To be honest, I had no idea where to put this question, but it's sure that it's related to AI. I want to build an application which uses camera, and by the movement it can calculate the -camera's position compared to the objects -the objects creator and edge points by the movement.

What it means that if the camera is in a static position, it's just a picture. A set of coloured pixels. If we move the camera, we calculate the time, the gyroscope's values, but most importantly, we can have a comparison of two images taken by the same objects. This way: -we can detect the edges -from the edges, we can detect which is closer than the others

Today's phone camera's are accurate enough to create ~60 crystal clear images per second, and it should be enough resource to accurately create high res models from just moving the camera according to some instructions (that's why I'm surprised why it isn't existing in just a phone app). Here comes the problem. I think the idea is worth for the try, but I'm just a JavaScript developer. The browser can have access to the camera, with TensorFlow I can use machine learning to detect edges, but if I want to be honest, I have no idea where to start, and how to continue step by step. Can you please provide me some guidelines how it would be ideal to create the idea?


Image recognition is based on two layers. The physical detection of objects is done with background subtraction for motion detection, edge detection of extracting the contours and shape similarity search for identifying circles and boxes. On top of the physical layer, a semantic engine takes the input and creates a probabilistic description. It has to track objects in the scene and matches contours against a database. Machine learning is used to support the process. It can be used for increasing the accuracy in the physical layer, but it can also be utilized for improving the semantic layer. For example, it make sense to learn which object size is equal to which distance to the camera.

A depth map is a 3d scene recognition. It can be generated by physical inputs from two cameras or it can be created for a 2D scene as a virtual depth map. In this case, the semantic layer has to determine how far the pixels are ahead from the camera.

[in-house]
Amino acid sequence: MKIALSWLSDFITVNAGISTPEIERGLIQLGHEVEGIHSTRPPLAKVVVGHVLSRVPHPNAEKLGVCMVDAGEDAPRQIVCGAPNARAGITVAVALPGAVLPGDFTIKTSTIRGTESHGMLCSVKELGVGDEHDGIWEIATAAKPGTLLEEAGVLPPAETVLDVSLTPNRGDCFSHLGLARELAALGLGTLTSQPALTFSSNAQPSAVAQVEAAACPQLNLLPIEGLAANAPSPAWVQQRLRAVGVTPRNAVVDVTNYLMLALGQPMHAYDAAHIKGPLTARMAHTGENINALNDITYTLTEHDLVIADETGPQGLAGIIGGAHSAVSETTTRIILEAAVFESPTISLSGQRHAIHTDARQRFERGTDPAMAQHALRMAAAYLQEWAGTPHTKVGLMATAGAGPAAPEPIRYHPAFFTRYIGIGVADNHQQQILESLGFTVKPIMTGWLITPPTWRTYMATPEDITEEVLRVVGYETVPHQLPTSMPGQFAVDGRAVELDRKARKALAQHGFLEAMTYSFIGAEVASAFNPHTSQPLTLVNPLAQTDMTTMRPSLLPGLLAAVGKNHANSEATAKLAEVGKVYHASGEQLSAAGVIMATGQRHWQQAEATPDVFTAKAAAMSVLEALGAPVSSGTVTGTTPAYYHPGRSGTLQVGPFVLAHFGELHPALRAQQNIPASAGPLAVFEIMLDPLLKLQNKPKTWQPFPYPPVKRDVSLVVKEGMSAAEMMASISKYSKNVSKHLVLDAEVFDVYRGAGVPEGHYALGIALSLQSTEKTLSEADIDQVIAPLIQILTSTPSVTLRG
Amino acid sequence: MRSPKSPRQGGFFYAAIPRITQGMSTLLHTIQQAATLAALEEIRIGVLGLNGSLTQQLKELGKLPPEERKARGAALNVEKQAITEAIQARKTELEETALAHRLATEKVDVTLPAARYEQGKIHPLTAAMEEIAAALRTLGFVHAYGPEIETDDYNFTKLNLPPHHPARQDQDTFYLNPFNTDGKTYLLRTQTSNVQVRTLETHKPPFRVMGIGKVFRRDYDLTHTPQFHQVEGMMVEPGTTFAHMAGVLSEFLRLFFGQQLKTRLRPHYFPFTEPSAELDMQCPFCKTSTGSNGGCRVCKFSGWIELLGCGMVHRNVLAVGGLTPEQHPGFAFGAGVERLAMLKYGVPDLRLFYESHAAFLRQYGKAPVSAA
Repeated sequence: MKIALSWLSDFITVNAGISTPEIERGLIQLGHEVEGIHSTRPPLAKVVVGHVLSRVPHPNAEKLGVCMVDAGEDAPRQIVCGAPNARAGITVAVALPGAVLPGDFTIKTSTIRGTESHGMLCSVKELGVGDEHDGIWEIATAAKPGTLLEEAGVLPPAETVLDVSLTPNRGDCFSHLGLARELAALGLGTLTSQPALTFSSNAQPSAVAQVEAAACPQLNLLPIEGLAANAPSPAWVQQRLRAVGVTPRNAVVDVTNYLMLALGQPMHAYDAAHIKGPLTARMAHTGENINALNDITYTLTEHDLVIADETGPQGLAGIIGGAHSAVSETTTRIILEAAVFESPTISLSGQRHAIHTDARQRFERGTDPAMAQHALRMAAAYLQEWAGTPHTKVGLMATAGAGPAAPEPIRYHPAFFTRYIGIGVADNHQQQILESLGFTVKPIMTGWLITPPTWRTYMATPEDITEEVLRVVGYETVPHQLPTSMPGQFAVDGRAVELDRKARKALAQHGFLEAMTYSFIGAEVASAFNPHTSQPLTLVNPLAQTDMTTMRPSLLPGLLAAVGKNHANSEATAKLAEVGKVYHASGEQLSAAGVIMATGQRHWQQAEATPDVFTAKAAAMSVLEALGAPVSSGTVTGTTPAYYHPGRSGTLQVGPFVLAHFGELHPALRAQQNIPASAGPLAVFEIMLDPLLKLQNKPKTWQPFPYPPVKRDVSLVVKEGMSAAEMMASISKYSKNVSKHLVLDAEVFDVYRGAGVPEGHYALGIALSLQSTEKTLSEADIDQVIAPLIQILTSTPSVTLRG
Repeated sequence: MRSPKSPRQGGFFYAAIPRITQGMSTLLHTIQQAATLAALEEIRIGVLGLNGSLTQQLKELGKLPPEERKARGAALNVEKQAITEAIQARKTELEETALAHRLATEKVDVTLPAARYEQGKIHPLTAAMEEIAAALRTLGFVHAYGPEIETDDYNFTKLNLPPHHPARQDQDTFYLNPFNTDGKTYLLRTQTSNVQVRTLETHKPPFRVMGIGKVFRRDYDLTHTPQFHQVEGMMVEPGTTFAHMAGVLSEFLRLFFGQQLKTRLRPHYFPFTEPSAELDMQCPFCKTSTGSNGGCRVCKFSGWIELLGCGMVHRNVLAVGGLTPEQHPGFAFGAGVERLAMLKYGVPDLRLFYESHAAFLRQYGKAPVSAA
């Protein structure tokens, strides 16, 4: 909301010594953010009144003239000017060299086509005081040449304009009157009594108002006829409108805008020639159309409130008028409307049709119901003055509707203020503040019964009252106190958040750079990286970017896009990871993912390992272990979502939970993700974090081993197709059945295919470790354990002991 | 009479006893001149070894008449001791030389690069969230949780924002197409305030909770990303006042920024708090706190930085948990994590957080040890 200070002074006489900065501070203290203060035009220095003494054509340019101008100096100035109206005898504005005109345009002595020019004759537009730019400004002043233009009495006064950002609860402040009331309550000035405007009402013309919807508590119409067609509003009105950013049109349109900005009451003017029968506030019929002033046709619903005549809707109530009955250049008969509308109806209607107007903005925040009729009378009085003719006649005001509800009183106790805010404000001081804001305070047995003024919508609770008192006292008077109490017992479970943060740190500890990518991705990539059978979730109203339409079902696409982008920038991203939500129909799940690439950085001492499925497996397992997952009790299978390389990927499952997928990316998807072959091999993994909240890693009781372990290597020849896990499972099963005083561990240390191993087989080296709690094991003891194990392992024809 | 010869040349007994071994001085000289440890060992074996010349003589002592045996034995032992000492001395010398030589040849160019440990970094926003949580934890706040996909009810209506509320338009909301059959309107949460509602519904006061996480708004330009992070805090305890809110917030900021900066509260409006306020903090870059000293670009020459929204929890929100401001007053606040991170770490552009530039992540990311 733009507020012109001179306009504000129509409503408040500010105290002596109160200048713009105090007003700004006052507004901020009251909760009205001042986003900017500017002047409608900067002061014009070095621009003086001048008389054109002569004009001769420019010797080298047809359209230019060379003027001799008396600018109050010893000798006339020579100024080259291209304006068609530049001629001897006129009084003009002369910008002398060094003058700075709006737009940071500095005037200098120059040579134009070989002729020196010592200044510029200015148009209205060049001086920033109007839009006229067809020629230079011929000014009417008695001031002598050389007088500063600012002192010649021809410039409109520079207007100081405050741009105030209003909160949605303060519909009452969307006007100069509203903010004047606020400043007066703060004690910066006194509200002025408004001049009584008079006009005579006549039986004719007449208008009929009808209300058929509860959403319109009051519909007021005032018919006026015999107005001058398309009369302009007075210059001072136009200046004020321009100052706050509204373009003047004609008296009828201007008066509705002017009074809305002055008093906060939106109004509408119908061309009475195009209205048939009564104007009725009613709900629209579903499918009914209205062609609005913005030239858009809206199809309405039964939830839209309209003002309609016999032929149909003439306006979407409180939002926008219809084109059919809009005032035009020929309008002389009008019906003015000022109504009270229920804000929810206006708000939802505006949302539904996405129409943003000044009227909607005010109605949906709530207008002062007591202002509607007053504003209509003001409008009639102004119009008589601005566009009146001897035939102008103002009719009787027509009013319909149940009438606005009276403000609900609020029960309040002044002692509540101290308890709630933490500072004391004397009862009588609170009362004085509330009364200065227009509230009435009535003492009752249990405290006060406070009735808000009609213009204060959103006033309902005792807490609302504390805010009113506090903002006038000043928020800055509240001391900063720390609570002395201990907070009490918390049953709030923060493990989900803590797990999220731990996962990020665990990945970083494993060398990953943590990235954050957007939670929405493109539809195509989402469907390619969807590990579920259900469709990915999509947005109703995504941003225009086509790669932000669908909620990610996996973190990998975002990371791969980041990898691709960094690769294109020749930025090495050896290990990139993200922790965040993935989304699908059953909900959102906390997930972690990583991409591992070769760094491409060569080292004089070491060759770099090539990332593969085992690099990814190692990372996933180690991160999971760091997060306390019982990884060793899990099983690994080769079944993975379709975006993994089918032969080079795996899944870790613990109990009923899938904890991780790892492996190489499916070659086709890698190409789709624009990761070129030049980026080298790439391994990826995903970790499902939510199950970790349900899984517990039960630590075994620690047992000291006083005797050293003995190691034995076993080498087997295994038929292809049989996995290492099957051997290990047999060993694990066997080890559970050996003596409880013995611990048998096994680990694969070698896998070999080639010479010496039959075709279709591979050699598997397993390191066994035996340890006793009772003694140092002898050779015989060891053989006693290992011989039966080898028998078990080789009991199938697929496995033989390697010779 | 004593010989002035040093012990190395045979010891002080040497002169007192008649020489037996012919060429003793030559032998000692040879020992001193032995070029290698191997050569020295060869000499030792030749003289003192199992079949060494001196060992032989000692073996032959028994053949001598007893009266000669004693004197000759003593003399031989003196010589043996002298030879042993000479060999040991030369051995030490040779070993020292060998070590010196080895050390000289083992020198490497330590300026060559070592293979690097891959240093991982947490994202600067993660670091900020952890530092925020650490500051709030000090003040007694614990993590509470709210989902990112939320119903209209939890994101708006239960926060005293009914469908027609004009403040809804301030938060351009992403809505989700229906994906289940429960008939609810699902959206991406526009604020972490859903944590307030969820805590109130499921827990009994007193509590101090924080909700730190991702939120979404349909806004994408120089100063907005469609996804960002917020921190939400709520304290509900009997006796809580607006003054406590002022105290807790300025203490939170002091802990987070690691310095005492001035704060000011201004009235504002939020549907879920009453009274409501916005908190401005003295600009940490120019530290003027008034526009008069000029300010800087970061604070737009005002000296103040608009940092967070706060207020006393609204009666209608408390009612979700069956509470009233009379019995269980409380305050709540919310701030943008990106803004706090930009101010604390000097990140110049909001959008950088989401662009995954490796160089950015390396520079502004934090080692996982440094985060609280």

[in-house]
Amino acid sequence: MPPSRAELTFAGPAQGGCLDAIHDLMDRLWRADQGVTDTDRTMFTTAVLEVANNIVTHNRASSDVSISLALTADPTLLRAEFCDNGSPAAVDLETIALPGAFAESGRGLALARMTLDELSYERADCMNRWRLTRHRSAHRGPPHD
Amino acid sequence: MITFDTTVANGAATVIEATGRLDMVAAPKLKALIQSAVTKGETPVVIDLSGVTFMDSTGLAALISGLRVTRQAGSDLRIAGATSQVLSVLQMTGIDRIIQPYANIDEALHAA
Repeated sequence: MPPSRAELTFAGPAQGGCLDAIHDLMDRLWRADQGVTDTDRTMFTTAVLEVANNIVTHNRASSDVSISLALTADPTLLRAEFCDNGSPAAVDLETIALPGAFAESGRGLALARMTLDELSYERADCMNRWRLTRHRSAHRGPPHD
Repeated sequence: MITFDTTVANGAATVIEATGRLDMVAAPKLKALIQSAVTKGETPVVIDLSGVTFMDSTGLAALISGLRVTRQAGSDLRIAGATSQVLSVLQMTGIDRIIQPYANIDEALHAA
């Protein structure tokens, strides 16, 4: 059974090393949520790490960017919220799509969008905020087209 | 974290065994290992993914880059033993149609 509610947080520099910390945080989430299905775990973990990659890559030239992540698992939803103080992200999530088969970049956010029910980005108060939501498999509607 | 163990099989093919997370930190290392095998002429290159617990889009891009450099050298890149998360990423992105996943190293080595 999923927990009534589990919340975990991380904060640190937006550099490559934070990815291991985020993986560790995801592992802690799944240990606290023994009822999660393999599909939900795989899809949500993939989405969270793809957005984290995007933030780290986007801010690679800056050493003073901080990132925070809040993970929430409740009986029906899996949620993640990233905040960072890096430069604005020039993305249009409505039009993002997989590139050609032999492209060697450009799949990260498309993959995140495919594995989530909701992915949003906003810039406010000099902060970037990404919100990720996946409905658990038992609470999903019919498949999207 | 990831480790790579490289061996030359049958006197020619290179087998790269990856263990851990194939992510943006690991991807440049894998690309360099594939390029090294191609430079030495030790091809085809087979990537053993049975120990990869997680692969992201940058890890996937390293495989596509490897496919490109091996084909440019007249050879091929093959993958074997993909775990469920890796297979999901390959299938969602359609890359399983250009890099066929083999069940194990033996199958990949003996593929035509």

Before the software itself can be created, a prototype allows the designer to test the functionality. Common languages like Javascript, Visual Basic, AutoIt, Python or Matlab are a good choice in doing so. All of them are providing access to a webcam and have build-in libraries for manipulating images. In most cases, the created sourcecode won't life very long. That means, the Javascript macro is created only for the reason to rewrite it in the next iteration.

semantic scene parsing

  • Joo, Seong-Wook, and Rama Chellappa. "Recognition of multi-object events using attribute grammars." Image Processing, 2006 IEEE International Conference on. IEEE, 2006.

  • Lin, Liang, et al. "A stochastic graph grammar for compositional object representation and recognition." Pattern Recognition 42.7 (2009): 1297-1307.

3d layout detection

  • Huang, Siyuan, et al. "Holistic 3D Scene Parsing and Reconstruction from a Single RGB Image." European Conference on Computer Vision. Springer, Cham, 2018.

  • Yu, Chengcheng, Xiaobai Liu, and Song-Chun Zhu. "Single-image 3D scene parsing using geometric commonsense." Proceedings of the 26th International Joint Conference on Artificial Intelligence. AAAI Press, 2017.

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  • $\begingroup$ With what technologies and languages, frameworks (Javascript preferable) can this be done? $\endgroup$ – Gergő Horváth Dec 10 '18 at 14:27
  • $\begingroup$ What do you mean that the source code won't live long? The code written will always become "old" by short time? So newer technologies can be used? $\endgroup$ – Gergő Horváth Dec 10 '18 at 21:44
  • $\begingroup$ @GergőHorváth Yes, Javascript and Python code will become old after short time. The code fragment is only created to post it at Stackoverflow, that means the lifespan is around 2 days. This is called sourceless programming, because the audience is not the harddrive but other developers who see the update in their timeline, read it and forget it. $\endgroup$ – Manuel Rodriguez Dec 10 '18 at 22:19
  • $\begingroup$ How can I get to know, and understand more about the semantic engine which keeps track of, and processes the data? Are there any examples, learning resources, anything? $\endgroup$ – Gergő Horváth Dec 11 '18 at 15:26

I think that the tasks you are referring to are the Simultaneous localization and mapping (SLAM) and, in particular, the Structure from Motion (SfM).

These methods are usually based on geometrical constraints and do not employ neural networks, but there exist some recent methods that make use of CNNs (such as this one).

Structure from Motion algorithms are a fundamental component of the Google ARCore (former Project Tango) and the Apple ARKit. Unfortunately, these kits usually provide an interface to put elements in a specific position, but they don't provide the access to the 3d reconstruction of the scene.

If you'd like to play with SfM algorithms, I suggest you to start from this repository, but you can find a lot of other valuable tutorials online.

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